Why the Obama Model is Working

This morning, I made another donation to the Obama campaign. I have probably donated more than I should given my financial situation, but this is the first time I've ever been a "part" of a political campaign (I volunteered during the primaries). When Obama turned down public funding, I was skeptical. I was worried that this would cloud many voters' view of his stance against corruption in politics. However, I think it's fairly clear that a majority of Obama's donations are coming from individuals and not PACs, and I think this is a good thing.

Creating, Editing, and Narrating a Wiki-mess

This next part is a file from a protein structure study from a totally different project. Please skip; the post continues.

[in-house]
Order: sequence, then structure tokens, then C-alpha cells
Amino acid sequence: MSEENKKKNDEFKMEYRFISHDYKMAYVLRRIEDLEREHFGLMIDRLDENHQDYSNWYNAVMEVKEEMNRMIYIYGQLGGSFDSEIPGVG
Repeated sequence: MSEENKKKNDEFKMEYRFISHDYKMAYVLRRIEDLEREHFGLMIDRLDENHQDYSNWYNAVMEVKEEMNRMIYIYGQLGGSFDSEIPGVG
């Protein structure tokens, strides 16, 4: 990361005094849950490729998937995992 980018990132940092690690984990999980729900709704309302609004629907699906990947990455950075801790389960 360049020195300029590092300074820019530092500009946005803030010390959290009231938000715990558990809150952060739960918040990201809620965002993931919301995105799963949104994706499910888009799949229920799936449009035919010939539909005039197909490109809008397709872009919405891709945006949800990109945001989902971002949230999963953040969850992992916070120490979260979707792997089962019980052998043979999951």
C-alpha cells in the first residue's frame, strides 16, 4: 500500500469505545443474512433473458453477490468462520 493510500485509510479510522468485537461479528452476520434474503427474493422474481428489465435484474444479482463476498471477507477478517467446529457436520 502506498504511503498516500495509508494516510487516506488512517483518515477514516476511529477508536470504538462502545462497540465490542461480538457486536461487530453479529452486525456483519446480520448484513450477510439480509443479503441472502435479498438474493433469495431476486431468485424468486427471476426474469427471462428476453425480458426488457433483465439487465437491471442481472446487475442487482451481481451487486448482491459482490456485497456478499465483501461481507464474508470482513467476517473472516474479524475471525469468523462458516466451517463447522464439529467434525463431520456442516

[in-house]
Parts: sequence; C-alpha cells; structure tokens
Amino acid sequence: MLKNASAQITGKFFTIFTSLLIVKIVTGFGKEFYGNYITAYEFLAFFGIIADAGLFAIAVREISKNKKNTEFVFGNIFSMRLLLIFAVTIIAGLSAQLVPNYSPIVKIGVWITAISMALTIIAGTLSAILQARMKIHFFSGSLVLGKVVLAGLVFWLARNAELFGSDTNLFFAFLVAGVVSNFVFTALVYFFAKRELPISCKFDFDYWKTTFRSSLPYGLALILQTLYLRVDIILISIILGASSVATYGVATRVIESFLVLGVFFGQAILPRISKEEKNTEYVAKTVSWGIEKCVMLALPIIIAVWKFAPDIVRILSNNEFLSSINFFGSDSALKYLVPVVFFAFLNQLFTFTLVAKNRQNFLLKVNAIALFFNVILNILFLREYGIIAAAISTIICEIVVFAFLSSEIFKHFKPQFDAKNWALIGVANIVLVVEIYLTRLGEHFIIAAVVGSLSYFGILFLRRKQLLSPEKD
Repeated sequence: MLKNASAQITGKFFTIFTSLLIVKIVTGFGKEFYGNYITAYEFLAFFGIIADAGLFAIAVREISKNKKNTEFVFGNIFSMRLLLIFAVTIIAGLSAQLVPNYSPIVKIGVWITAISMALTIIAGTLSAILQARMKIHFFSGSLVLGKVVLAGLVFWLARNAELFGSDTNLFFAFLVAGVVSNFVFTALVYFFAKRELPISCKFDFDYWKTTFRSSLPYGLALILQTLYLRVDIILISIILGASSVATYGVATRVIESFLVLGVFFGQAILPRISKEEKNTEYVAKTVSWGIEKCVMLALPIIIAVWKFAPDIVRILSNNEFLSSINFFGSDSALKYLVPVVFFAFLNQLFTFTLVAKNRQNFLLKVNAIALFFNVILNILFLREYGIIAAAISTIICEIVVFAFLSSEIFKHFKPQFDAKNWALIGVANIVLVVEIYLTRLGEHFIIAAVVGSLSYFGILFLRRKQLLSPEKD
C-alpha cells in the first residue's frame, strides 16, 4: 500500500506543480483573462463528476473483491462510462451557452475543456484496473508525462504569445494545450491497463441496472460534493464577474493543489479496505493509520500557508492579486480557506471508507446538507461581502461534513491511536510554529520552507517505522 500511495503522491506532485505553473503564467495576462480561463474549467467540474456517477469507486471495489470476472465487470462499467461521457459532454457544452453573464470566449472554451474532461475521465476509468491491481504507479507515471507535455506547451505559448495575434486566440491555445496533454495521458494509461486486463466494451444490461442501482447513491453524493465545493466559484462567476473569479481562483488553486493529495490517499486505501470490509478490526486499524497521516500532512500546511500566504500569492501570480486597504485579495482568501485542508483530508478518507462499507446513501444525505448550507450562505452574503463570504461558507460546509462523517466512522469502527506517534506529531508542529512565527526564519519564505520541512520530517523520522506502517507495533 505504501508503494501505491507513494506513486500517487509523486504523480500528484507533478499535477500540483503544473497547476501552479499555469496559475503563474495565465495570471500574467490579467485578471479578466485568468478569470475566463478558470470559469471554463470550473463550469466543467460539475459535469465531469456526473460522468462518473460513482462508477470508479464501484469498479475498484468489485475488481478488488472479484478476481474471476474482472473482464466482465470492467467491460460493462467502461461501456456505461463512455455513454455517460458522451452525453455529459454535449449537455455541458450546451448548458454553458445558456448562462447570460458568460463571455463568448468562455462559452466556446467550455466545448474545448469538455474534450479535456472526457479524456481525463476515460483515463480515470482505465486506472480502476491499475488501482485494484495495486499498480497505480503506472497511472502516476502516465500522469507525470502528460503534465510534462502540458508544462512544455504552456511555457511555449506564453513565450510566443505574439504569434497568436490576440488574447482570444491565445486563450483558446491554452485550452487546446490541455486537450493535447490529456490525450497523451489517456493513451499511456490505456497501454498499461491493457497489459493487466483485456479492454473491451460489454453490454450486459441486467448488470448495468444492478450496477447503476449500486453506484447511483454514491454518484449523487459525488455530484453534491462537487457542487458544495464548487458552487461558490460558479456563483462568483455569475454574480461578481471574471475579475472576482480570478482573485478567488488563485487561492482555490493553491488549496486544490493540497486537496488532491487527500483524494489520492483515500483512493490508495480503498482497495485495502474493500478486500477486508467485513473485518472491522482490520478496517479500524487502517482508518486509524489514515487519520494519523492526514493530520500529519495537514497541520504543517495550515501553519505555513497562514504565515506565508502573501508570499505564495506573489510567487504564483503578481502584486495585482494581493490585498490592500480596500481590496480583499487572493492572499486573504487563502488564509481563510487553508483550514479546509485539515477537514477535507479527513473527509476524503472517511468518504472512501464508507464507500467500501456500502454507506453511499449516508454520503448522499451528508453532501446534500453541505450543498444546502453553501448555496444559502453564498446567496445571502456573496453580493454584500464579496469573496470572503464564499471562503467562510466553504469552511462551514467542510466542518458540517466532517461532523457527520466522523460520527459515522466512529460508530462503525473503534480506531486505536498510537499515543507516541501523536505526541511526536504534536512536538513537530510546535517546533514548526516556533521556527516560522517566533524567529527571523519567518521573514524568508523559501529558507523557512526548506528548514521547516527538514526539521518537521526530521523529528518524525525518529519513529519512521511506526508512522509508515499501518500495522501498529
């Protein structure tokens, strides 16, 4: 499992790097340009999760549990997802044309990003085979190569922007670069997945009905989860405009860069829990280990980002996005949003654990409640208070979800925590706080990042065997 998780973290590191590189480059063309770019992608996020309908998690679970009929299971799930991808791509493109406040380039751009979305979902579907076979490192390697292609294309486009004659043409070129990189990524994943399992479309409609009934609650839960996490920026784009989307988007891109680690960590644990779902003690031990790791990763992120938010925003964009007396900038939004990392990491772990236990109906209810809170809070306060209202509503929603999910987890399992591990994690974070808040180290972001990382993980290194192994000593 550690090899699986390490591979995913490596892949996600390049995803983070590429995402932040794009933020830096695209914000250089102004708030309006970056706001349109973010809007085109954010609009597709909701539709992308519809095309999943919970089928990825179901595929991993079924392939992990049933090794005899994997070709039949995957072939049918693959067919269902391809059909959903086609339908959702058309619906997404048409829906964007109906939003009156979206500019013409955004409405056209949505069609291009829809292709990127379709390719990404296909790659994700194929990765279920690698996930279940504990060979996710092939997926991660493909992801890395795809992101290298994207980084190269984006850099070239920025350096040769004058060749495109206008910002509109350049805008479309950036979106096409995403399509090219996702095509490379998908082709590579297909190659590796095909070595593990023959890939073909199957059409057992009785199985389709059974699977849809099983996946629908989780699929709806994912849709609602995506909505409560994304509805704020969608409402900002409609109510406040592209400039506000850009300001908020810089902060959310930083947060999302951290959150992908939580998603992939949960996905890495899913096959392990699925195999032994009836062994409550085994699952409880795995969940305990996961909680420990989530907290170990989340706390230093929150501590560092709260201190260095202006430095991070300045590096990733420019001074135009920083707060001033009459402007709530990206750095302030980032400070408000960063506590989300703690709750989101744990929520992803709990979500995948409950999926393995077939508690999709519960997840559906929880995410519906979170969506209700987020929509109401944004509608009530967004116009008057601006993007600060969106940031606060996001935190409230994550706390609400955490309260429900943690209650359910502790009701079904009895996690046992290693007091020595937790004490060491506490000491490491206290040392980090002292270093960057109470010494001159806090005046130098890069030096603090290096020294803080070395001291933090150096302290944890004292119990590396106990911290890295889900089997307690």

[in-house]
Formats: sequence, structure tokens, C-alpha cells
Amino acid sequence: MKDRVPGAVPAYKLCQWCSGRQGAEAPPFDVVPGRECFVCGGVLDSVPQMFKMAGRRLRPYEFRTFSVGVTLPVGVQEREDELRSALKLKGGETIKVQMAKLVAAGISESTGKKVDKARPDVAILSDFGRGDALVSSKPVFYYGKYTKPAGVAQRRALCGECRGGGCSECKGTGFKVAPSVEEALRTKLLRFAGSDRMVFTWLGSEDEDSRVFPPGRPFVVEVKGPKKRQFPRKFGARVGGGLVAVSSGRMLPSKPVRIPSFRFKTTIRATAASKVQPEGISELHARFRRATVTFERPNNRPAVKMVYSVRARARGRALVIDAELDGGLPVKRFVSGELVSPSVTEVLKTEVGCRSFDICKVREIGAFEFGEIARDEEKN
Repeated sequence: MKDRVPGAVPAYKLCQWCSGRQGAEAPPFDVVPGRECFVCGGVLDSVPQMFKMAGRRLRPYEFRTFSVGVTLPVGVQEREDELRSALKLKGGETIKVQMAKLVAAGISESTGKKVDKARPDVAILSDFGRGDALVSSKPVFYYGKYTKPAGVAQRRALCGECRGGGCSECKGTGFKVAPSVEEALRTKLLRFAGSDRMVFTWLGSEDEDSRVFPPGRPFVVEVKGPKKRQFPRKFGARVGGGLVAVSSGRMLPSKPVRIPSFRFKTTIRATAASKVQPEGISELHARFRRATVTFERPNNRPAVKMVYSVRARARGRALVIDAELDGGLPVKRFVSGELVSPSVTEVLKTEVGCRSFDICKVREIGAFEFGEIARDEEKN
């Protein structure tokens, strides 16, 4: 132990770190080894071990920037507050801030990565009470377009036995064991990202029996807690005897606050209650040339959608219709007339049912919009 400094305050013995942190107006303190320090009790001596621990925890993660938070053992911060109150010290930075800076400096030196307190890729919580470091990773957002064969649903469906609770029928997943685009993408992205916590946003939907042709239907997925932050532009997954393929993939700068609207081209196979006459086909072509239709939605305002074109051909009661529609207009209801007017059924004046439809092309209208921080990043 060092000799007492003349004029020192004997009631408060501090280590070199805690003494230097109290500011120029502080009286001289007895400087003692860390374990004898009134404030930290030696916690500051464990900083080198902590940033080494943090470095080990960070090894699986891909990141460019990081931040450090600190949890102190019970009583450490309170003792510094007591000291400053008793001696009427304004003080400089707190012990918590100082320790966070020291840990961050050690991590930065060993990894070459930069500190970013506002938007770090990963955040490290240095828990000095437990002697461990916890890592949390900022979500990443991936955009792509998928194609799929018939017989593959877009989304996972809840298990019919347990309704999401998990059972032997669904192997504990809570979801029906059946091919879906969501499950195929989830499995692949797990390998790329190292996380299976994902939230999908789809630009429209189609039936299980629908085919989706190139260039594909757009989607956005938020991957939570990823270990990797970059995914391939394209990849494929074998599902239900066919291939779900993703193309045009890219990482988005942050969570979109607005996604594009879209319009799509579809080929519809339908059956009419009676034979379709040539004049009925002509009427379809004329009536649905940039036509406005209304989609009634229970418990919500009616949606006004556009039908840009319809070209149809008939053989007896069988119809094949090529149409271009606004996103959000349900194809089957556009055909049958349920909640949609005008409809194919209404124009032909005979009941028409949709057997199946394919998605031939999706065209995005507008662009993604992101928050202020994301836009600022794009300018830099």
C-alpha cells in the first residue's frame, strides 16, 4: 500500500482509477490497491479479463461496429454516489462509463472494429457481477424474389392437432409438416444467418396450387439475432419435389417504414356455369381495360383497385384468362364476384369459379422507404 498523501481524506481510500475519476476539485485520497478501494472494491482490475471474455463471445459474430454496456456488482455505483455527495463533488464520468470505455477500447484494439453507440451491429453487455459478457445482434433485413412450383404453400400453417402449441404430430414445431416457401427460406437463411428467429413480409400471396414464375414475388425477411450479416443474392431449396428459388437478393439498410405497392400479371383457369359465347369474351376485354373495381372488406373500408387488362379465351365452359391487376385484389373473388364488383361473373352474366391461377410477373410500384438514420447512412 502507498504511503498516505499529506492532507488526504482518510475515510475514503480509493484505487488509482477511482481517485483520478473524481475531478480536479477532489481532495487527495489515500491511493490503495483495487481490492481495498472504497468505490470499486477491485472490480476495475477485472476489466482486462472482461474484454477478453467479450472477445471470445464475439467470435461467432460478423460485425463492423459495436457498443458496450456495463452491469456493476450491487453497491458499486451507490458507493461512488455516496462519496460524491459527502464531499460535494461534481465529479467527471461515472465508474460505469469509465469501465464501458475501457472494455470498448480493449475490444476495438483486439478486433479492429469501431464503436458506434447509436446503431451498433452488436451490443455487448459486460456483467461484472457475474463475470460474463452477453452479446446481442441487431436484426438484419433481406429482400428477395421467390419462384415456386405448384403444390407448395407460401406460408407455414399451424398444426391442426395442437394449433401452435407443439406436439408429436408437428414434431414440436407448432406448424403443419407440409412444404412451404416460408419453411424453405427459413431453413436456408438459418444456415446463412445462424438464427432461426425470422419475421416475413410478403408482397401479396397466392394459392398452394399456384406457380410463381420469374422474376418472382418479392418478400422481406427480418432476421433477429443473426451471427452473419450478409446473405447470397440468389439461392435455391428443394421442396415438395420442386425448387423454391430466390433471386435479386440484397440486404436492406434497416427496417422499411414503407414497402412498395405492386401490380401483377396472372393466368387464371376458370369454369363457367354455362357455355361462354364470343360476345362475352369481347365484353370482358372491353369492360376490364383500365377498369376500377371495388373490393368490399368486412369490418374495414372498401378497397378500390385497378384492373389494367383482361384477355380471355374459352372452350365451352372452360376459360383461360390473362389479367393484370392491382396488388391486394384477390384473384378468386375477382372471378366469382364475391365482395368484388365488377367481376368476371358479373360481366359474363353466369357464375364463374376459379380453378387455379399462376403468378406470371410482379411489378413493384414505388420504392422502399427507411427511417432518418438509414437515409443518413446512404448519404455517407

I'm teaching a course entitled "Anthologics" this semester. This is a word that I kind of made up. I say "kind of" for a couple of reason. For one, no one makes up a word...it's all a matter of citation. But also, as I was writing my course description I stumbled into a post by Derek that mentions this word (Derek? You out there? Did I steal your word?) Anyway, students are creating their own anthologies based on a topic of their choice. They're compiling sources, designing a book jacket using InDesign, and writing a book proposal (crafted for a particular publisher).